Sunday, June 11, 2006

Sori Seems To Be The Hardest Word

It's amazing how a four game losing streak will turn the press in NY around. Just a week ago they were talking about the scrappy new look Yankees and how the energy of the young players had them more of a "team" as opposed to a collection of stars. Now the press will be bemoaning the lack of offense, the inability to get the key hit, and the general malaise in the clubhouse.

Of course it's nothing that an infusion of another $10 million player can't fix. Alfonso Soriano is off to a fantastic start in Washington. He has 22 home runs at this point. He has certainly hit a lot better than I thought he would in Washingtion. Soriano is a free agent and the Nationals know that he is not going to resign with them. They also know that they are not going to compete for the playoffs this year, so it seems fairly obvious that they will look to trade Soriano at some point. Given his stellar play so far, his value will never be higher. Soriano still strikes out too much and doesn't take enough walks to hit leadoff, but he is a very valuable player.

The Yankees don't have a whole lot in the minor league system to trade and they are not going to part with either Cano or Wang. The only player who might land them Soriano is Phillip Hughes. He's a 19 year old right hander with a mid 90's fastball. He is the best prospect in the Yankees farm system right now. He's got a great arm and he's got no history. That's what makes him so valuable. The Yankees would do well to trade him now because his value will probably never be higher. I hate parting with young players, but I always go with the Mattingly principle when it comes to trading for established players. When the Yankees traded for David Cone, Mattingly was asked if he thought that it was smart to give up players in the farm system. Basically Mattingly's response was that he knew who David Cone was, but he no idea who Marty Janzen was. That deal worked out very well for the Yankees. Others have not (trading Fred McGriff, Jay Buhner, Willie McGee, etc. for peanuts).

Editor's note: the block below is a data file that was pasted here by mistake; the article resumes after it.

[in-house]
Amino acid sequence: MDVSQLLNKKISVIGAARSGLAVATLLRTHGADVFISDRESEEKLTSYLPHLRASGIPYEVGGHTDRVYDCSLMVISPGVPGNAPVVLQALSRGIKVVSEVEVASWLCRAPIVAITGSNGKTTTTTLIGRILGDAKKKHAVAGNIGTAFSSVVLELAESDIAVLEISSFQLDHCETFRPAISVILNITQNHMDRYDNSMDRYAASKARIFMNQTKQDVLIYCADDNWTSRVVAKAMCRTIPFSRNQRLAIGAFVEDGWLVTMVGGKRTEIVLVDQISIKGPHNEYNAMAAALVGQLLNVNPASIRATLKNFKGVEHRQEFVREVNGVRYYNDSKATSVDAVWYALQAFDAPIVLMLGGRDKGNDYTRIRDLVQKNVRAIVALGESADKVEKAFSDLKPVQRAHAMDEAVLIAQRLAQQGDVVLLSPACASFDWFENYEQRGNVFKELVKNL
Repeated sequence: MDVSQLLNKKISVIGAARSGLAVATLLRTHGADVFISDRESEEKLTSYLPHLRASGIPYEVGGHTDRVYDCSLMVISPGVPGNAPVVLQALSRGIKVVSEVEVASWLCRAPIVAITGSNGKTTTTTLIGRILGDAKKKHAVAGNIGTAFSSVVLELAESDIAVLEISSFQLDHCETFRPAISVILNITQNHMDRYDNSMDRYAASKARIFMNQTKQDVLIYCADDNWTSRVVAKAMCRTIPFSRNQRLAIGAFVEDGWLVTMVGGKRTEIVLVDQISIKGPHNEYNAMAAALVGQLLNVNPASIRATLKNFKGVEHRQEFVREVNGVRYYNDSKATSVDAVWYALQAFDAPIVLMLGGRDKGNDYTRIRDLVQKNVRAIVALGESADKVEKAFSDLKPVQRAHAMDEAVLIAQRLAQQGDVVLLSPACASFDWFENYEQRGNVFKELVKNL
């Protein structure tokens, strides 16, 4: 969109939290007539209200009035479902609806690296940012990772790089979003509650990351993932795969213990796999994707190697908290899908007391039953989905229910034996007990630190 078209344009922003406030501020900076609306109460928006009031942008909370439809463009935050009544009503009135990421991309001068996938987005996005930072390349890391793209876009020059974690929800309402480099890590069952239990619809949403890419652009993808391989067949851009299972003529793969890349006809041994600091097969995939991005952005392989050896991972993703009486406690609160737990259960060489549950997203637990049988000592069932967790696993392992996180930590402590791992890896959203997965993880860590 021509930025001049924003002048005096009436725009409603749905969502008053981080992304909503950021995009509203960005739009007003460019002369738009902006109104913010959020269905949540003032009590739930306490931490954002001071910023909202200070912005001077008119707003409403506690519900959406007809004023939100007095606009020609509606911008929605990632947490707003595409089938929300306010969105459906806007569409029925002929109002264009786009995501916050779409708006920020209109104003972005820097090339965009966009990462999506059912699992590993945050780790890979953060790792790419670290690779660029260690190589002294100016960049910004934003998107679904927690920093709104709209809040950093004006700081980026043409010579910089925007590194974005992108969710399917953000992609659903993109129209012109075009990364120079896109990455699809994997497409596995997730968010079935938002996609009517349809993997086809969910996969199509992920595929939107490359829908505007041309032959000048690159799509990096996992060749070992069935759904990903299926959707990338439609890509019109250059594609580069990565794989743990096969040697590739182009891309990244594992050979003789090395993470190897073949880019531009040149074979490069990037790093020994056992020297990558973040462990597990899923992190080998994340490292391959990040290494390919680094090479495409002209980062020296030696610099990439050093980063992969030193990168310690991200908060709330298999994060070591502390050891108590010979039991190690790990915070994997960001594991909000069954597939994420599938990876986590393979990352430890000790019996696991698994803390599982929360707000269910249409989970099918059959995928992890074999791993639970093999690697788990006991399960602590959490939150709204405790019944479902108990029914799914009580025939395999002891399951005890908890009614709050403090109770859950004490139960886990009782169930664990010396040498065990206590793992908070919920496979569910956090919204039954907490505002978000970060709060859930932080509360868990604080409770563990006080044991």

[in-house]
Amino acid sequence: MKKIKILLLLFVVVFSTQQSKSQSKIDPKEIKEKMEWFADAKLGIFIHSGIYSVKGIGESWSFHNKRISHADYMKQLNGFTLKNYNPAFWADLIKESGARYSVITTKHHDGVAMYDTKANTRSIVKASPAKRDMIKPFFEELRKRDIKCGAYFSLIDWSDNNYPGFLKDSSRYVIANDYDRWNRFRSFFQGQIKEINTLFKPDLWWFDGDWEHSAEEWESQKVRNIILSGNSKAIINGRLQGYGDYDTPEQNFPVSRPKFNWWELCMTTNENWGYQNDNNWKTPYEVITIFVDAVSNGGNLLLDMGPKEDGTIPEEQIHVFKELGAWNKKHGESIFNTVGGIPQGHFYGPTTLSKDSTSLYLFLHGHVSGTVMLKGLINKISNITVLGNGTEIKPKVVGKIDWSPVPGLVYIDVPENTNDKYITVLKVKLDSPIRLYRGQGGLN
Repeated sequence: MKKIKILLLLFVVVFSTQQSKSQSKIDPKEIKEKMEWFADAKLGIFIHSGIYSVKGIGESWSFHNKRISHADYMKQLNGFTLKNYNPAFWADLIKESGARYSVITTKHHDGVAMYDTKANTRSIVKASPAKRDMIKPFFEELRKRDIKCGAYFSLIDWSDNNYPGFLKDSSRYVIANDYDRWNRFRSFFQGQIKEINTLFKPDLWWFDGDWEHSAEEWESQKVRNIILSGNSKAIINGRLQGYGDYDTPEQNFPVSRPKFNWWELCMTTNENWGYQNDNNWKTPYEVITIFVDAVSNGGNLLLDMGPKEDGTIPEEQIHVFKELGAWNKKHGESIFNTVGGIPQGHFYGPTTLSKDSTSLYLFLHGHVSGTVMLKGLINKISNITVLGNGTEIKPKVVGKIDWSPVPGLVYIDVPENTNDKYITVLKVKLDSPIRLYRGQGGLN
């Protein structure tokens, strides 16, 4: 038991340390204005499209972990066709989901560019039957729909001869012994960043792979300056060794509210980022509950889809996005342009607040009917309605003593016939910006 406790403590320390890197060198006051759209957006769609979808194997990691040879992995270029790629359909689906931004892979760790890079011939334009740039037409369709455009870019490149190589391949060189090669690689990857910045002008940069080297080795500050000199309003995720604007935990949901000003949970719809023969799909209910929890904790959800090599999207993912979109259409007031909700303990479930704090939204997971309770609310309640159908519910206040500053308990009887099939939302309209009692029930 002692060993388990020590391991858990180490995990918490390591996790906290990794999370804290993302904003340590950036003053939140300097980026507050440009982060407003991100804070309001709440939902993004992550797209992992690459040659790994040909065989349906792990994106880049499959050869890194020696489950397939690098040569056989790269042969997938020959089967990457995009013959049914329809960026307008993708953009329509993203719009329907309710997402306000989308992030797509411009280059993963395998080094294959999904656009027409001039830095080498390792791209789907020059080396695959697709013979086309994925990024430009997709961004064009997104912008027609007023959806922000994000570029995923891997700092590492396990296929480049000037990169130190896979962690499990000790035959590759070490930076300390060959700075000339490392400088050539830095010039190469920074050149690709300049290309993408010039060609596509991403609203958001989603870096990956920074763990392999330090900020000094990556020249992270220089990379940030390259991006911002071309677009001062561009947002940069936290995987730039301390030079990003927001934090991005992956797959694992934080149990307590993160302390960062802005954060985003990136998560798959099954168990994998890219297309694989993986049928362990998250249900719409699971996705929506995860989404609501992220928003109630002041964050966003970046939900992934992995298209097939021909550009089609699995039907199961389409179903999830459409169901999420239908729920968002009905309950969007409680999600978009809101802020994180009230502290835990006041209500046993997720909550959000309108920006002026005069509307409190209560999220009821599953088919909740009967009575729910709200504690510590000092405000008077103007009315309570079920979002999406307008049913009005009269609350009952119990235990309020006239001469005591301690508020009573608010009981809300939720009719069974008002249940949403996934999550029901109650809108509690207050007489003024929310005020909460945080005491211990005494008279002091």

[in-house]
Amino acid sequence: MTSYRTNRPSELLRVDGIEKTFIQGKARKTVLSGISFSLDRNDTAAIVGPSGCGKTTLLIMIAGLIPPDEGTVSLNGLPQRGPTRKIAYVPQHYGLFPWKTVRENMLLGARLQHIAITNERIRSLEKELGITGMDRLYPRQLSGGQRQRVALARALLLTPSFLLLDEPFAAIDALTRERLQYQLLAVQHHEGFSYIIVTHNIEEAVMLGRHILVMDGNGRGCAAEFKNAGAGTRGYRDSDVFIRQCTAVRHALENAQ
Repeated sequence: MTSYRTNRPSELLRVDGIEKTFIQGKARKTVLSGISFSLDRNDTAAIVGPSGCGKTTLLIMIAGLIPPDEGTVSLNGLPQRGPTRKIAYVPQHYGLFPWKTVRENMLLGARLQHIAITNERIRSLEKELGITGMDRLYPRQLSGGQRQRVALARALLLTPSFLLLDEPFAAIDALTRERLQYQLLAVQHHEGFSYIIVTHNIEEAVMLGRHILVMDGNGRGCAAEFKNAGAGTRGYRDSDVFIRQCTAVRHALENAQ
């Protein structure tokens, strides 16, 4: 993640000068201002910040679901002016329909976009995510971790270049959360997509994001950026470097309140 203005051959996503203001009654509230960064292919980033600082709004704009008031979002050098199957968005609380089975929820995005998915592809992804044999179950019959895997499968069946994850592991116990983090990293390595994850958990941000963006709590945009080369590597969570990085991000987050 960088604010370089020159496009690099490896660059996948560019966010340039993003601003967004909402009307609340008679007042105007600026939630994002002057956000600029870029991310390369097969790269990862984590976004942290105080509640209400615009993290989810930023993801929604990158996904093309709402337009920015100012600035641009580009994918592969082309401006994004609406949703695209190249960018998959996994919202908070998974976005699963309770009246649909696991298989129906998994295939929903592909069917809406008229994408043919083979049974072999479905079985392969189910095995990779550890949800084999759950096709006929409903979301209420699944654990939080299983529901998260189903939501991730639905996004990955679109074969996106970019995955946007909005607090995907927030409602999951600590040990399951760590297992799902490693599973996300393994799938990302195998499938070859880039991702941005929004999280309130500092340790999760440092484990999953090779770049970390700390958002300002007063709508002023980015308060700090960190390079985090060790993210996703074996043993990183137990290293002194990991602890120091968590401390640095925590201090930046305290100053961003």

So should the Yankees trade for Soriano? It's really the $10 million dollar question. Given Soriano's position in Washington and his oft stated preference to play in New York, I think it makes perfect sense to pull the trigger on this deal. Soriano is now an outfielder. The Yankees are going to need a new right fielder to replace Sheffield and Soriano is only 30 and he wants to play in NY. Would the trade come back to haunt the Yankees? Possibly, but if Hughes turns out to be the next Roger Clemens, then the Yanks can just sign him when he becomes a free agent. And as Mattingly said, I know who Soriano is.



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